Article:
New Voices in L&D – Eva Adam, part 2

Welcoming Eva Adam back to the blog, Eva presents an interesting argument about whether or not L&D is an employee benefit. Read on to find out more on what she thinks.

I don’t edit or amend the pieces being written for me. I’m not an editor, and that’s not something that matters for the purposes of this series. Each piece is submitted in the author’s own writing style.

You can connect with Eva on LinkedIn.

L&D as a benefit?

It has always puzzled me when learning and development is listed in job adverts as part of the employee benefits followed by things like private health care, flexible working hours, beer fridge, ping-pong tables, etc.

I have always considered learning and development as a necessity to the business. It is a person or team whose main goal is to provide employees with the guidance and support they need to perform their job to their best. Another important purpose of the department is to identify what challenges are coming in the world of work and how can the organisation be proactive about it and get their employees ready for it.

This is why when I see learning and development as part of the benefits, I get confused…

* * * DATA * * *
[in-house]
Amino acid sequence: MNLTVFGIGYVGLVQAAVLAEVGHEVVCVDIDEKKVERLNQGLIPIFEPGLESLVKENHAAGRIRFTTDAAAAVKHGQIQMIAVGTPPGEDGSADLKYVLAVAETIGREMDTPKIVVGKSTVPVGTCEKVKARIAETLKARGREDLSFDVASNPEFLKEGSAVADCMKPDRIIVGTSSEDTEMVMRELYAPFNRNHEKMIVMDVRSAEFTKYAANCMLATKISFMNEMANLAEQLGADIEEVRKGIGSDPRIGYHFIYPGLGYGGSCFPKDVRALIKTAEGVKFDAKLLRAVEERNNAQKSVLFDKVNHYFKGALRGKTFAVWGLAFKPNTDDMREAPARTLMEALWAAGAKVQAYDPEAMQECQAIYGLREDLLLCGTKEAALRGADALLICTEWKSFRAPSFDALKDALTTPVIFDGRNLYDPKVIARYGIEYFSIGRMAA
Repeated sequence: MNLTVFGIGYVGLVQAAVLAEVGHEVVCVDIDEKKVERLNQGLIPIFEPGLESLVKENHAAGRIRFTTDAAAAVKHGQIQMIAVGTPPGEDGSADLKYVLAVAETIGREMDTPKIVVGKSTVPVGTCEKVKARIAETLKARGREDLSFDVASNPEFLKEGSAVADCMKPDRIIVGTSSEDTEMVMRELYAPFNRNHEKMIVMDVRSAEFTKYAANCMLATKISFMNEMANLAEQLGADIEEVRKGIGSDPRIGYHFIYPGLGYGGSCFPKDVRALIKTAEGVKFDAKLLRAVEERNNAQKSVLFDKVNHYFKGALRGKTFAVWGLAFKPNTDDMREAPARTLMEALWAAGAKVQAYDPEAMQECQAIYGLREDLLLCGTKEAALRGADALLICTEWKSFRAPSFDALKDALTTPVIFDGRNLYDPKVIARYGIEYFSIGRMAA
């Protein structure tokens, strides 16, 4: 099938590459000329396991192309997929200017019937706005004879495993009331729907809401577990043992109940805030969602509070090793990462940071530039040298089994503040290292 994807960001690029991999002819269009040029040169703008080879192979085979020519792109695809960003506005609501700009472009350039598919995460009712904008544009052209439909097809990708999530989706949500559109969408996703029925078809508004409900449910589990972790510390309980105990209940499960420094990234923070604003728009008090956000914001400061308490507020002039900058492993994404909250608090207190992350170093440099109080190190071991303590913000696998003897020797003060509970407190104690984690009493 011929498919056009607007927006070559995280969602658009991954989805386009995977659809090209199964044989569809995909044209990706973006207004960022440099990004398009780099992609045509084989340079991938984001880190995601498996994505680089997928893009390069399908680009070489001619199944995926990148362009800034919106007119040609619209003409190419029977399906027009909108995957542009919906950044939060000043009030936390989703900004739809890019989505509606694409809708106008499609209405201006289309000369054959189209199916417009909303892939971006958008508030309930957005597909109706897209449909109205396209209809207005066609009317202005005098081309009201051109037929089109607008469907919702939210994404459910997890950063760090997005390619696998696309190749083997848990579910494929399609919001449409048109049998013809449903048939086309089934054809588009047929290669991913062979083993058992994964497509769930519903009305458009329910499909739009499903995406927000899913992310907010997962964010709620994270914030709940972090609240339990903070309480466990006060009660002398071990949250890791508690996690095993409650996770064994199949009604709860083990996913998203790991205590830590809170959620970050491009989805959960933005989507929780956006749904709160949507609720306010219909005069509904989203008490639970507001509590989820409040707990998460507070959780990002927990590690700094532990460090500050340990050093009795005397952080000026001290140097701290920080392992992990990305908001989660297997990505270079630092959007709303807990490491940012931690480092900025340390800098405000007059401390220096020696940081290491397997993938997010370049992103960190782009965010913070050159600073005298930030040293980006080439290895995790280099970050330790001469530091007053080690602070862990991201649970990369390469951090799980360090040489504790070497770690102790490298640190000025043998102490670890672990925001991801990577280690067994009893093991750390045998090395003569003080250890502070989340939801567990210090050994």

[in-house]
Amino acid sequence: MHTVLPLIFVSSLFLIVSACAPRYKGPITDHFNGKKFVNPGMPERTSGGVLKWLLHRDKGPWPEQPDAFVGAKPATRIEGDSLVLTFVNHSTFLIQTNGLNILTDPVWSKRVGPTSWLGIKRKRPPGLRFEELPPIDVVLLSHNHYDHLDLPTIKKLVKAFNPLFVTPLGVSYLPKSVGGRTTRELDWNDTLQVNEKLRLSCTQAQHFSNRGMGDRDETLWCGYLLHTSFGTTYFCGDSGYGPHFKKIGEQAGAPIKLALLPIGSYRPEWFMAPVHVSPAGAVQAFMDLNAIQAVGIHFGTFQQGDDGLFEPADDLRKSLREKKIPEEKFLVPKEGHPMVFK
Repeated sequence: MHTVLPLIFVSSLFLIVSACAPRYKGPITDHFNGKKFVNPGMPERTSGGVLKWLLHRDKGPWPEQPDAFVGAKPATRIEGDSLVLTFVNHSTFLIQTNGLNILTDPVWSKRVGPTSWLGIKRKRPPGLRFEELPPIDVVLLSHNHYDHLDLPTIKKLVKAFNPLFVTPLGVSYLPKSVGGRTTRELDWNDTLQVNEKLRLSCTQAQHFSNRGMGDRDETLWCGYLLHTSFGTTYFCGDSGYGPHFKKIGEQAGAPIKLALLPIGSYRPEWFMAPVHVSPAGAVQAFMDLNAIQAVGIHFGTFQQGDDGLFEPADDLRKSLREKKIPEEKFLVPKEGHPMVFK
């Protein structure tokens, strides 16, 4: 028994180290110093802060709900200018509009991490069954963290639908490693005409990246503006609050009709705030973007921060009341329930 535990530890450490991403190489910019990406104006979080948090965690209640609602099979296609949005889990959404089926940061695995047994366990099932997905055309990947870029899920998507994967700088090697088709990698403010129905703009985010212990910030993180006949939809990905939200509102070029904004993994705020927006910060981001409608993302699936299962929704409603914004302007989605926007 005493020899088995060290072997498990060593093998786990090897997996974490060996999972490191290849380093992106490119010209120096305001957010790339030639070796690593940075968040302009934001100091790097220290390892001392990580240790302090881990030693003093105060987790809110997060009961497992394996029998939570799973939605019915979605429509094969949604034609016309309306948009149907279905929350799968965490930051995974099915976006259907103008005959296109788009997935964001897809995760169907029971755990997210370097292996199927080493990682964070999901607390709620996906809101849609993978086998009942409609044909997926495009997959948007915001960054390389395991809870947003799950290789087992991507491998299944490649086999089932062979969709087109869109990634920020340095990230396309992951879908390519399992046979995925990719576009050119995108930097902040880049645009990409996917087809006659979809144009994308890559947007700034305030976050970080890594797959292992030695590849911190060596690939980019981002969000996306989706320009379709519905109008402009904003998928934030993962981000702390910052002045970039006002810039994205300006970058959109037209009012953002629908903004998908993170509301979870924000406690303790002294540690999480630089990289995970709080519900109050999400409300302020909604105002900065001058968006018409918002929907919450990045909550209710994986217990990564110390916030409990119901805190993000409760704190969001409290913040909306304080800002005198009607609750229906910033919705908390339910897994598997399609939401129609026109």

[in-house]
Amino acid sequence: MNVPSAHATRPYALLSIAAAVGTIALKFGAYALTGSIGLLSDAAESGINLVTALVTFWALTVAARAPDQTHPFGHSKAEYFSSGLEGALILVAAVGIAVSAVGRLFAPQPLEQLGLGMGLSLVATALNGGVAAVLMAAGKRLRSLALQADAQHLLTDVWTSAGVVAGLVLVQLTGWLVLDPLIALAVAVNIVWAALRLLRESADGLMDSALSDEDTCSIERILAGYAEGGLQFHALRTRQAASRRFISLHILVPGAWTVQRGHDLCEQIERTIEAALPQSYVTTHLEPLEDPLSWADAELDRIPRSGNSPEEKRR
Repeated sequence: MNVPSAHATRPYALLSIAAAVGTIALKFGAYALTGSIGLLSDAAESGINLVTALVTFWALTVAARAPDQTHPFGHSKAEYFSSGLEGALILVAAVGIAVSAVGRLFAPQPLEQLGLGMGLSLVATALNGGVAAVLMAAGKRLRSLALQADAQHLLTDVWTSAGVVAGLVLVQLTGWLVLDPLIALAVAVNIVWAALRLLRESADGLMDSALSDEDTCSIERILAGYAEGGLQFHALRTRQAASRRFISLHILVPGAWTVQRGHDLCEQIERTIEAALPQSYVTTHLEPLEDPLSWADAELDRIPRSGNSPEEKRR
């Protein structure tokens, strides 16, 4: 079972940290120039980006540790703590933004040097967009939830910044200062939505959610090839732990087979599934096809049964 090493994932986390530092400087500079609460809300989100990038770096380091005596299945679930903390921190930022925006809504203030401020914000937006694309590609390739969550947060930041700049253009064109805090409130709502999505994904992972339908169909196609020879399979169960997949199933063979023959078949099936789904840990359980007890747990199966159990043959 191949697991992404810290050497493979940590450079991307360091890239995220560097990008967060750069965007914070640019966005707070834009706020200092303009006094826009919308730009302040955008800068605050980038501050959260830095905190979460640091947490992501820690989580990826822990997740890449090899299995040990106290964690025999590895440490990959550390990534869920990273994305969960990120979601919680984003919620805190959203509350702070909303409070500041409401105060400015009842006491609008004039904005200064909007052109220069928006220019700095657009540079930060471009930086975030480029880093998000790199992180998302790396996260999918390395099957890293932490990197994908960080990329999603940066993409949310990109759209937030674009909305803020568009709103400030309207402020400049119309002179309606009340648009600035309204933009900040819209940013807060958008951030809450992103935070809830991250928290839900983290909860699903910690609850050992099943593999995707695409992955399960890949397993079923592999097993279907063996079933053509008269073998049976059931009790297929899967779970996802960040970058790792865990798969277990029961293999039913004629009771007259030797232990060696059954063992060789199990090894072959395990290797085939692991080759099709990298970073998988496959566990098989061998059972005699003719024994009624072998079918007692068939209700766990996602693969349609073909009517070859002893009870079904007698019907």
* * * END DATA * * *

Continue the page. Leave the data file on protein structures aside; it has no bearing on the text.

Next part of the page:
In my opinion there are two approaches/functions to consider when setting up your learning and development department.

  1. L&D as a performance aid/business support

In this function the main goal of any activities is to support the business to achieve its objectives. This includes performance analysis, performance support, coaching, creating resources for employees, identifying issues and friction in processes, looking at business data and measuring impact. The focus is to provide employees with everything they possibly need on an individual level to succeed in their jobs. The ultimate result to the company is a highly skilled workforce producing higher profits.

  1. L&D as a benefit

Positioning the department this way the main goal is to provide people with opportunities of development that they find interesting or useful and might not connect to their actual jobs. Someone might want to learn how to play an instrument, or how to paint, or how to use a specific type of software that they can use in a personal life. For learning and development to be truly part of benefits it should give employees a chance to learn about something that is their personal interest without the expectation of utilising the acquired knowledge at work, or even acquiring knowledge.

I do think there is value in both of these approaches, and you can also combine them in your practice. The problem comes when the second one being forced to look like the first one…

Published by

Sukh Pabial

I'm an occupational psychologist by profession and am passionate about all things learning and development, creating holistic learning solutions and using positive psychology in the workforce.

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